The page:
“The single biggest contributor to the advice gap currently is the cost of advice. Whilst the FCA recognises and defines the cost of regulation as the ‘cost of doing businesses well’ it also needs to recognise the unintended consequences of the regulatory obligations that it places upon firms. No single process exists which any firm can undertake in order to streamline their regulatory obligations and as a result, regulatory costs, as well as the cost of compliance, continues to rise. If the regulator is serious about closing the advice gap, making advice more affordable and encouraging more people into this market, it needs to also consider what role it can play in overseeing a regulatory landscape which encourages this.”

The information shown in this article was correct at the time of publication. Articles are not routinely reviewed and as such are not updated. Please be aware the facts, circumstances or legal position may change after publication of the article

11Jun

PPI complaints data shows rise in redress paid

With less than three months to go until the final payment protection insurance (PPI) claims deadline of August 29, the Financial Conduct Authority (FCA) has announced the amount of redress paid on this product for March 2019.

The March figure was £325.9 million, and this represents a 9% increase on the latest figure for the previous month. It should be noted here though that the number of days in the month of March is around 10% higher than in February, and also that the FCA regularly updates its monthly PPI compensation figures once additional data becomes available. For example, the February 2019 figure was originally announced as £286.4 million, but this was revised to £298.6 million on May 24 of this year. The March figure may well be revised upwards in due course.

Indeed, May 24 2019 saw the regulator revise all of its monthly PPI redress figures for the period January 2018 to February 2019, and in each case the revisions saw these monthly amounts rise by an amount that was somewhere between £10 million and £20 million.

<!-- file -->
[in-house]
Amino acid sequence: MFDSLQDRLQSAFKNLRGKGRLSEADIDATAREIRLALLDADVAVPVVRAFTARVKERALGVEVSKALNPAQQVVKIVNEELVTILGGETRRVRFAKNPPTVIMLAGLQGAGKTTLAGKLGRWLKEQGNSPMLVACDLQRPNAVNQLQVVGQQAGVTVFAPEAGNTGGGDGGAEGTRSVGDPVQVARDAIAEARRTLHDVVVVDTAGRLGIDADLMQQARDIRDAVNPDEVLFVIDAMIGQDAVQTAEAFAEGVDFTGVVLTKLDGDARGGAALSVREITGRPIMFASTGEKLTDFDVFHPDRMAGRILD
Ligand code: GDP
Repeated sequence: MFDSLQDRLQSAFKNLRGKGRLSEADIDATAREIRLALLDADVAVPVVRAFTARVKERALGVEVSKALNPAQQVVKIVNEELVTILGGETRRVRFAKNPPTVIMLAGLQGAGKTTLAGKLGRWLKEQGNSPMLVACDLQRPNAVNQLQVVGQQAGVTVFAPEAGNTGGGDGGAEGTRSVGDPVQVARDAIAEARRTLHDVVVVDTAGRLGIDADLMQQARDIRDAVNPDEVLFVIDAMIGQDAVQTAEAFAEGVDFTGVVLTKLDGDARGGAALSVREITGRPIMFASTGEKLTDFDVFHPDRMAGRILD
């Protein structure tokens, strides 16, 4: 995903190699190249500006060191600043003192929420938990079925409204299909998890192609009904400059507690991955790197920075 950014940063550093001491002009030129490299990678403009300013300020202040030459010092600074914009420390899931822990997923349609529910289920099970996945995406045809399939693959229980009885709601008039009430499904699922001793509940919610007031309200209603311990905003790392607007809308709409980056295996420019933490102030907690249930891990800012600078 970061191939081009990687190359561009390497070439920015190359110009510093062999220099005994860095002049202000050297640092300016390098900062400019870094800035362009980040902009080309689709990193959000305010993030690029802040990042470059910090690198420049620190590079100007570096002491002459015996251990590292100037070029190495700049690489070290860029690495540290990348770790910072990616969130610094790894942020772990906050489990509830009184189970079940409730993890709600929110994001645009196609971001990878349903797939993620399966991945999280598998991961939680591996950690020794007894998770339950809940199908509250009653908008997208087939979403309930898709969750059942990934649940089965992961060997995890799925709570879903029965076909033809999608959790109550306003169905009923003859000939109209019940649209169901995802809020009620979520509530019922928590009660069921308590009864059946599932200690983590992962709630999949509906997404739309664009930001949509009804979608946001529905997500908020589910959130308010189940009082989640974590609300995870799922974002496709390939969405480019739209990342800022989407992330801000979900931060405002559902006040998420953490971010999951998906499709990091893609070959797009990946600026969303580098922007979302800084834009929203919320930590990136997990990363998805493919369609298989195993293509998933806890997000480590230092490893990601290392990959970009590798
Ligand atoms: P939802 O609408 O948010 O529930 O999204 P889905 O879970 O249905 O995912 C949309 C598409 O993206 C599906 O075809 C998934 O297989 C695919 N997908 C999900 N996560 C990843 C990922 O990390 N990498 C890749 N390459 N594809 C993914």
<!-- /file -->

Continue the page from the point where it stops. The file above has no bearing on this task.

The new figures show that £433.3 million was paid in January 2018, which was the largest total payout since March 2016. The total compensation paid in January 2019 has been updated to £350.4 million, which was higher than for all of the previous five months.

The total paid in PPI compensation now stands at £34.9 billion. In the first three months of 2019, a total of £974,956,563 (almost £1 billion) was paid out, although this is actually less than a quarter of the total figure for 2018, which was £4,434,600,700.

The highest monthly compensation figure was £735.3 million, from May 2012, and the highest annual payout was £6,278,972,550 (£6.3 billion), which occurred in 2012.

The Financial Ombudsman Service (FOS) says that in the 2018/19 financial year PPI complaints referred to them were 3% down on the previous year, from 186,418 to 180,507. Also, PPI no longer accounts for the majority of the complaints being made to FOS, with 46% of the annual total concerning this product; and the PPI uphold rate at FOS was only 21%, way below the levels seen in previous years.

Although August 29 is the last day on which most PPI claims can be tabled, the long-running saga looks set to rumble on a while longer. The date at the end of August is simply the last day on which a PPI complaint can be made to a firm, then from this time the firm will have eight weeks to investigate the complaint, and the customer will have a further six months after that to decide whether to refer the matter to the FOS.

Firms that sold PPI, and claims management companies that handle claims about this product, have both been warned to expect a surge in complaint volumes as the deadline approaches, indeed it has been suggested that some of the banks and other large PPI providers could receive thousands of complaints on the final day.

The information shown in this article was correct at the time of publication. Articles are not routinely reviewed and as such are not updated. Please be aware the facts, circumstances or legal position may change after publication of the article

10Jun

FCA publish new P2P rules

Following consultation, the FCA is introducing rules designed to prevent harm to investors, without stifling innovation in the P2P sector. When the FCA set its first rules for P2P, it committed to keep these under review as the sector evolved. These new rules are designed to help better protect investors and allow firms and fundraisers to operate in a long-term, sustainable manner.

The FCA has refined its proposals to ensure the new rules protect consumers and support the P2P market. In particular, additional guidance has been provided to make it clear that platforms will not be prevented from including information about specific investments in their marketing materials.